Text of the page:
FOR IMMEDIATE RELEASE
Monday, July 20, 2020
Sam Lew, (415) 272-8022, firstname.lastname@example.org , Communications Manager Lawyers’ Committee for Civil Rights of the San Francisco Bay Area
Homeless Californians Win $2 Million and Protections in Caltrans Settlement
Caltrans will pay $2 million for destroying unhoused people’s belongings and modify its procedures for “sweeps” of encampments
SAN FRANCISCO – Under a settlement that was approved last week by the Alameda County Superior Court between the California Department of Transportation (“Caltrans”) and a class of homeless people whose property was taken by Caltrans crews in sweeps of their encampments, Caltrans will establish a $1.3 million fund to compensate people for the loss of property that was destroyed in the sweeps, and pay $700,000 to Homeless Action Center to provide housing and benefits services for unhoused class members. In addition, Caltrans will be required to adopt various policies designed to prevent future destruction of homeless people’s property, including posting the exact date they plan to conduct a cleanup operation.
“For years, Caltrans has unjustly seized the of property of unhoused people, violating the Fourth Amendment, and has swept countless homeless encampments, leaving the most vulnerable people in our society with nowhere to go,” said Elisa Della-Piana, Legal Director of the Lawyers’ Committee for Civil Rights of the San Francisco Bay Area. “We have spent the last four years fighting and are thrilled to win this settlement to help some of our unhoused neighbors have the chance to get back on their feet without being continually destabilized by property seizures.”
The settlement comes as a result of a lawsuit filed in 2016 on behalf of homeless Californians who challenged the destruction of their property including food, clothing, medical supplies, and family heirlooms during Caltrans sweeps between December 2014 and October 2019.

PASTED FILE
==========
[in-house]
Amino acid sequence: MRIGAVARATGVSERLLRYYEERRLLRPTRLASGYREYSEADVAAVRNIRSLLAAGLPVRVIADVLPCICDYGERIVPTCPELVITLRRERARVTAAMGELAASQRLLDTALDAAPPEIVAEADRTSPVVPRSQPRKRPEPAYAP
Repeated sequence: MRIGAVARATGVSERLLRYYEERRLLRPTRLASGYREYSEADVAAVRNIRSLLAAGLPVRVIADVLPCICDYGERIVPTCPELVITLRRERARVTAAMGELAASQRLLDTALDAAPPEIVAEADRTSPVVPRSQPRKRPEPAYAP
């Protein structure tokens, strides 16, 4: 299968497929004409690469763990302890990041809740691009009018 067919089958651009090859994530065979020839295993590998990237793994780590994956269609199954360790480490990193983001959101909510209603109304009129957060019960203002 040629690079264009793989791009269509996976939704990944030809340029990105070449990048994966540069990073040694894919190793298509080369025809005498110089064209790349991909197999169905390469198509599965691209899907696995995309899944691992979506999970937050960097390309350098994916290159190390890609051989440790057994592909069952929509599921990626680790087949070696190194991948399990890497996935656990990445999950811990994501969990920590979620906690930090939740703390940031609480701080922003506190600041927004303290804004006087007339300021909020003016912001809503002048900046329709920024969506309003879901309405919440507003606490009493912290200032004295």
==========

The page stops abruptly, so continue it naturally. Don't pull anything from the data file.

They were represented by the Lawyers’ Committee for Civil Rights of the San Francisco Bay Area (LCCRSF), East Bay Community Law Center (EBCLC), ACLU of Northern California, and the law firm WilmerHale.
“This settlement could not have been achieved without the courage and persistence of our clients, who fought so hard to vindicate the rights of all class members. We are hopeful that this will be the beginning of a new relationship between Caltrans and the most vulnerable members of our community,” said Bill Freeman, senior counsel at the ACLU of Northern California.
Under a pilot project provided for in the settlement, in Berkeley, Oakland and Emeryville Caltrans will be required to post permanent notices at encampments stating the precise dates and times that sweeps will occur. The state will follow specific guidelines mandating the storage of tents, eyeglasses, medications, and personal papers and photos.
Caltrans will also reimburse a small portion of the plaintiffs’ attorney’s fees and costs incurred in the four-year litigation, and commits to improve its recordkeeping and personnel training practices.
The Court will retain the power to enforce the promises made by Caltrans for seven years.
“These challenging times in which we are living we hope reinforce our sense of shared humanity and dignity, and this settlement represents a significant step forward in recognizing the constitutional rights of some of our most vulnerable Californians,” said Laura Goodall, senior associate at WilmerHale. “We have the utmost gratitude for our class representatives — Kimberlee Sanchez, Jim Leone, and Patricia Moore – whose commitment and determination to this litigation gave their often unheard communities an important voice in our legal system.”
Read the final judgment here.